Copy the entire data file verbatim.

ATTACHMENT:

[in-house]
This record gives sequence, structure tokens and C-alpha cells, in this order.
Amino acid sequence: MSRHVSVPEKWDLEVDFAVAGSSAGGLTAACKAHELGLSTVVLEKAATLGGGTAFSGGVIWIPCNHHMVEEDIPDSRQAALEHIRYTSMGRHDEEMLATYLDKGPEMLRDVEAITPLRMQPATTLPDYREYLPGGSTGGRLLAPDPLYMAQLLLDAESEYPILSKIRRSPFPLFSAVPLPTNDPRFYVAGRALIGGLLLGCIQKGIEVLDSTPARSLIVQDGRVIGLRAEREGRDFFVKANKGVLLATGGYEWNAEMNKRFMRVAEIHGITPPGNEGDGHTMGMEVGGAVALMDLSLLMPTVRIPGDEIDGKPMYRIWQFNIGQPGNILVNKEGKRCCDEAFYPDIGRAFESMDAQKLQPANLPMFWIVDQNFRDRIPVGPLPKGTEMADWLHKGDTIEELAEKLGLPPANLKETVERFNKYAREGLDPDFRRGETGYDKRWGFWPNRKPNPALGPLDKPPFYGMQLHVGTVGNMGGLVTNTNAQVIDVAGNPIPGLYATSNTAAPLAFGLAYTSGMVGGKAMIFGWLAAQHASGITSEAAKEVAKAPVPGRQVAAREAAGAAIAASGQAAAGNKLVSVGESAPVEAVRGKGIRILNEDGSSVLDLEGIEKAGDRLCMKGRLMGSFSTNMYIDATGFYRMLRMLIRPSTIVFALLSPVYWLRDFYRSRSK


[in-house]
This record gives sequence, structure tokens and C-alpha cells, in this order.
Amino acid sequence: MSRHVSVPEKWDLEVDFAVAGSSAGGLTAACKAHELGLSTVVLEKAATLGGGTAFSGGVIWIPCNHHMVEEDIPDSRQAALEHIRYTSMGRHDEEMLATYLDKGPEMLRDVEAITPLRMQPATTLPDYREYLPGGSTGGRLLAPDPLYMAQLLLDAESEYPILSKIRRSPFPLFSAVPLPTNDPRFYVAGRALIGGLLLGCIQKGIEVLDSTPARSLIVQDGRVIGLRAEREGRDFFVKANKGVLLATGGYEWNAEMNKRFMRVAEIHGITPPGNEGDGHTMGMEVGGAVALMDLSLLMPTVRIPGDEIDGKPMYRIWQFNIGQPGNILVNKEGKRCCDEAFYPDIGRAFESMDAQKLQPANLPMFWIVDQNFRDRIPVGPLPKGTEMADWLHKGDTIEELAEKLGLPPANLKETVERFNKYAREGLDPDFRRGETGYDKRWGFWPNRKPNPALGPLDKPPFYGMQLHVGTVGNMGGLVTNTNAQVIDVAGNPIPGLYATSNTAAPLAFGLAYTSGMVGGKAMIFGWLAAQHASGITSEAAKEVAKAPVPGRQVAAREAAGAAIAASGQAAAGNKLVSVGESAPVEAVRGKGIRILNEDGSSVLDLEGIEKAGDRLCMKGRLMGSFSTNMYIDATGFYRMLRMLIRPSTIVFALLSPVYWLRDFYRSRSK